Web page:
20121 West State Hwy 52
Kinston,     AL 36453
334-378-9882
info@inheatscents.net

This site last updated 05/11/2017

  Home Page
  Sow In Heat Urine
  Black Gold Wild Boar Attractant
  Coyote In Heat Urine
  Wolf In Heat Urine
  Grey Fox In Heat Urine
  Red Fox In Heat Urine
  Acorn Scent
  Grim Reaper Wildlife Attractant
  Corn Scent
  Apple Scent
  Wild Grape Scent
  Earth Scent
  Persimmon Scent
  Bobcat In Heat Urine
  Lynx In Heat Urine
  Male Cougar Urine
  Cougar In Heat Urine
  Bear In Heat Urine
  Raccoon In Heat Urine
  Rabbit In Heat Urine
  Mink In Heat Urine
  Whitetail Doe In Heat Urine
  Whitetail Deer Preorbital Scent
  Whitetail Deer Tarsal Gland Scent
  Whitetail Deer Semen Scent
  Whitetail Deer Rutting Buck Urine
  Current Specials
      Pro Hog Hunters All Star Pack
      Triple Double
      More...
  Testimonials
  Hunter Claus Hog Hunt Day 1
  Hunter Claus Hog Hunt Day 2
  Pro Staff Member Tim Hicks
  Tim Hicks' 400 Pound Boar
  Tim Hicks' 500 Pound Boar
  Robby's 13 Point Texas Whitetail
  David Gladfelter's SC Hog Hunt
  Tony Alvarez's Hog Setup
  Don Heyns Bucks & Boars
  Doyle Lawrence Coyote Hunt
  Robert Cobbs Call Shy Coyote
  Organizations
  Outfitters and Guides
  Live Animal Photo Gallery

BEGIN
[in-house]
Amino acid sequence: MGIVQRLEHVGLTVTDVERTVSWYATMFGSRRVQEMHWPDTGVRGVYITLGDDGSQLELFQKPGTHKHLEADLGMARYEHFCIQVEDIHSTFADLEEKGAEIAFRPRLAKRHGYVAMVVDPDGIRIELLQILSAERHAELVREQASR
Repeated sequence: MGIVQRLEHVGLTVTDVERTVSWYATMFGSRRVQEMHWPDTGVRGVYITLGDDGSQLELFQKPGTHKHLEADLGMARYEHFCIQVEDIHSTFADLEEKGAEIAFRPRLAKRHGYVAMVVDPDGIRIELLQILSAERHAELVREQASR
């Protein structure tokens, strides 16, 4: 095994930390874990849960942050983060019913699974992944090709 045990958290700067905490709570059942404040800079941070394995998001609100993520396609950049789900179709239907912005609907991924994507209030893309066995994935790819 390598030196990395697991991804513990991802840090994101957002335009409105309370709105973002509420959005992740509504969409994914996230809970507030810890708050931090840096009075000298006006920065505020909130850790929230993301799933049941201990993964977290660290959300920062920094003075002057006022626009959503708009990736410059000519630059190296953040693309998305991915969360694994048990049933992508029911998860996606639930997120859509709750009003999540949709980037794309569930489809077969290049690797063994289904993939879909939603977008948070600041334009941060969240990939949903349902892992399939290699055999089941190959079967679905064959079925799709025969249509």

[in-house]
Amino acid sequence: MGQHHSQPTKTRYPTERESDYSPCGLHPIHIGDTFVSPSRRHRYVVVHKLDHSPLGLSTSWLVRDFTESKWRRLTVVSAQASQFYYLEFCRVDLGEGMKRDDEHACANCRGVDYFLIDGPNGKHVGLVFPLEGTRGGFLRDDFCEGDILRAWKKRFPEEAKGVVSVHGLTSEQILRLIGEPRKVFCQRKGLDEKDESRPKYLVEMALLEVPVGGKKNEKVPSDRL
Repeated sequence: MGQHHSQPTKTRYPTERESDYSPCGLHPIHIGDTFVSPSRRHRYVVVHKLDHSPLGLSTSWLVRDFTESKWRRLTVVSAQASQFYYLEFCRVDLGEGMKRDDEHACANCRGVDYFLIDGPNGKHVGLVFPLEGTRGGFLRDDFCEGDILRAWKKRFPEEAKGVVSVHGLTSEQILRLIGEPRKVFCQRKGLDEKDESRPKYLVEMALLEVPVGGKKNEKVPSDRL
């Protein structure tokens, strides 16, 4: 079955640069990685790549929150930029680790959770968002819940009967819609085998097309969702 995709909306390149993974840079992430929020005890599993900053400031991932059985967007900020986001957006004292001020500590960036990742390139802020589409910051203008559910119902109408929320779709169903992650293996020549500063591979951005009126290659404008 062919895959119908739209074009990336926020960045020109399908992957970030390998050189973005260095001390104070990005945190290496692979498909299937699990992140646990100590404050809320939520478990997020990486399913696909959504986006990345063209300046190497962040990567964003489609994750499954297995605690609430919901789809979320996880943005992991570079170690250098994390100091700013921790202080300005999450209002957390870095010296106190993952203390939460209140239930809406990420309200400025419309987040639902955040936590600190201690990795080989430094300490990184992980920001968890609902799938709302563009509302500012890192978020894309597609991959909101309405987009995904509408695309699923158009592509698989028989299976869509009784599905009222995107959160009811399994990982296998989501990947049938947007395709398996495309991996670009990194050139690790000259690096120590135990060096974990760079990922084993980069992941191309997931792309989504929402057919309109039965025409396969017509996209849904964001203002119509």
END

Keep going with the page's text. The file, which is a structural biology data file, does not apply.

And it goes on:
Native American Lore Menu
  Site Index
  Hunter Claus's
Special Seasoning Blend
  Fleming Farms Hunting Club
        2009 - 2010


This Site Best Viewed
with Internet Expolorer

With Java Enabled

Chufa Information
I. Know Your Turkey's Needs.

The wild turkey is our most challenging and beautiful gamebird. Native to many of the 50 states and introduced to others it is now necesary for us to become aware of the wild turkeys' needs in order to offset the loss of habitat caused by increased population and mechanized agriculture. The turkey stands 3 feet tall, grows to twenty pounds or more, and reflects every color in the rainbow in early morning light. He is as tasty as he is cagey, as wise as he is beautiful, and as hard to get close to as the pot of gold at the end of the rainbow. He has needs just like every other creature, and if we can meet his needs we can continue to hunt turkeys and teach our kids to love them too.

Turkeys eat a wide range of foods including insects, seeds, grasses, berries, legumes, acorns, beechnuts, chinkapins, dogwood berries, corn, hickory nuts, oats, wheat, cowpeas, sorghums, soybeans, bahiagrass, lespedeza, barley, and chufas. In order to increase population we must produce more food in open clearings within the turkey's habitat.

Turkeys sometimes require drinking water, although morning dew and the moisture of succulent vegetation takes care of most of their water needs. In the arid parts of the turkey's range, however, shortage of drinking water is an important limiting factor because succulent vegetation is not abundant.